Thanksgiving is my favorite holiday of the year.
As a professionally trained chef and longtime culinary writer, food, for me, is the most authentic form of communication. It’s honest and pure, delicious and satiating. Food can bridge the starkest of divides — political, religious and more — like little else. Thanksgiving celebrates this, with no shortage of calories or love.
What I appreciate most about the holiday is gathering with loved ones over a shared meal, which my partner, Valerie, and I usually do.
But with a surge of COVID-19 cases nationwide and hospitals reaching capacity — and family gatherings considered a significant reason for the crisis — Val and I have canceled our “Long Table” Thanksgiving tradition this year.
In some ways the tradition is simple: For the last 17 years we have hosted Thanksgiving dinner — we provide the birds, and the rest of the guests bring the sides, appetizers and desserts. And, as I wrote for the Times in 2010, we all gather at a very long table.
When it began, the group was smaller, 20 or so family and friends, crowded indoors. But over the years, the Long Table evolved to handle the growth of the gathering, as well as the weather. It moved outside a few years after it began — and at its largest, we’ve had over 85 people in attendance. Since we’re in Southern California, an outdoor Thanksgiving is pretty easy. There have been a few holidays when we had to set up a space heater or two, and last year was the first time we had to contend with rain. We put up tents to keep everyone dry and warm; it wasn’t pretty, but it worked.
But the heart of the Long Table tradition is that everyone is welcome, and no one is turned away. These Thanksgivings may have started out as get-togethers of close family and friends, but new guests who arrive soon realize that the table needs them and their dishes.
And the contributions run the gamut — from humble dishes that hark back to home and family traditions (Velveeta is a key ingredient in many courses, and there is never a shortage of marshmallow-topped yams at our table) to ornate creations that would fit in on the finest restaurant menu. Just last year, a Kurdish friend brought a rich lamb-based stew he learned from his mother and shared tales of his childhood and homeland on that cold, rainy evening. Uncommon as some of these dishes may be at some tables, they only add to the tradition at ours, and everyone is family by the end of the evening.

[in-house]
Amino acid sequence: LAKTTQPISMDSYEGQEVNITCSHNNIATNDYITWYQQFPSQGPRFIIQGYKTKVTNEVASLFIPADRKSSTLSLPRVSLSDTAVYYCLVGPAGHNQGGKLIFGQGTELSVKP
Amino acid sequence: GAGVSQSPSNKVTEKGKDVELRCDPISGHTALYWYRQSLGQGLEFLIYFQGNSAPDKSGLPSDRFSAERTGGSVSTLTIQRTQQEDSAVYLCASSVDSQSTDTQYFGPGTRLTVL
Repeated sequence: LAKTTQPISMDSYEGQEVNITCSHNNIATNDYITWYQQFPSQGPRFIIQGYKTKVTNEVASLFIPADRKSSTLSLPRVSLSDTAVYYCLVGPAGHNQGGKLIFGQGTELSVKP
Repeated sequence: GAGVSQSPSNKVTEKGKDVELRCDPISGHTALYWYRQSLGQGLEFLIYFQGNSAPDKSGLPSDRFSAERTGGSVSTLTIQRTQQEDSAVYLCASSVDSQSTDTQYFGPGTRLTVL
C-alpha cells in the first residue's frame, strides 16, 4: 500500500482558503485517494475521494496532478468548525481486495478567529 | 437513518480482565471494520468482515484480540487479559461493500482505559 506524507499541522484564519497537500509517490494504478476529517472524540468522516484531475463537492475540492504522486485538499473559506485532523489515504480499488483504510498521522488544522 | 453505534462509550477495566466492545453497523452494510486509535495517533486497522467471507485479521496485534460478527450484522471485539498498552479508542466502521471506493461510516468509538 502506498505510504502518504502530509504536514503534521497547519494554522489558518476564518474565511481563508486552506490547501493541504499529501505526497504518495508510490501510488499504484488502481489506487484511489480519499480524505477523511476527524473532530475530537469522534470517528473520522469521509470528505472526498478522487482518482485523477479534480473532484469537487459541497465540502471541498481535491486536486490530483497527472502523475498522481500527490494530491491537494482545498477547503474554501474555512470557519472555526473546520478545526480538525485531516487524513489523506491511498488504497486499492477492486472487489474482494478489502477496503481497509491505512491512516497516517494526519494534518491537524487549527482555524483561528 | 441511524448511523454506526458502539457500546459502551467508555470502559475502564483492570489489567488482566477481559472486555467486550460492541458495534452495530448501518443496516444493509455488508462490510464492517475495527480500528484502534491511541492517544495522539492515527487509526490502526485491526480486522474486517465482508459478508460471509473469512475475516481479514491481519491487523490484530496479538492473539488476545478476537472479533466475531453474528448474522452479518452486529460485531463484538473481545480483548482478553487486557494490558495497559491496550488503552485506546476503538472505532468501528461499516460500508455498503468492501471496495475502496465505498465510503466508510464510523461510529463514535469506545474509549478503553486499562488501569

This year is the first Thanksgiving year my partner and I will spend the holiday alone, just the two of us. I’d be lying if I said this didn’t hurt. But there have been over 250,000 American lives lost to COVID-19 — each one an empty seat at someone’s Thanksgiving table.
Val and I feel a pause in our tradition is the only way to keep everyone safe so the Long Table can continue in the years to come.
And we are committed to making this year special, if on a smaller scale. Normally, we have an assortment of turkeys — including smoked, deep-fried and a turducken. This year, I will smoke one turkey, and Val will make some of the dishes her mother made for the holiday, including the green bean casserole flavored with cream of mushroom soup and French-fried onions that we still savor. I will probably bake a pie or two.
We’re also planning to do some sort of Zoom or videoconference call with friends and family — creating a virtual Long Table of sorts. It’s not the same as sitting in person in the same space, but it’s the best thing we can do at this time. Because we still need to make connections somehow.
Just as Val and I are making different plans from the ones we wish we could arrange, I ask you — no, I beg you — to please do the same, so that you, those you care about, and the strangers you could meet across a long table at a future Thanksgiving, are safe to celebrate another year.
And while our Long Table tradition may have to wait until the pandemic is over, there is no reason we all can’t share the blessings we have with others, even at a distance.
You can contact your local shelter, church or community center. There are so many folks in need right now, and food banks are especially desperate for donations. Val and I are packing up a few dinners for some neighbors and friends, who are either alone or can’t gather with others because of potential health risks. Simple as it may seem, a warm plate of food provides so much more than mere sustenance.
And remember, we can get through this together, even if we’re physically apart for a short while longer. Happy Thanksgiving, with love and gratitude from my family to yours.
Noelle Carter is a food writer and culinary consultant for major corporations and restaurants. She was previously the test kitchen director for the Los Angeles Times.
This story originally appeared in Los Angeles Times.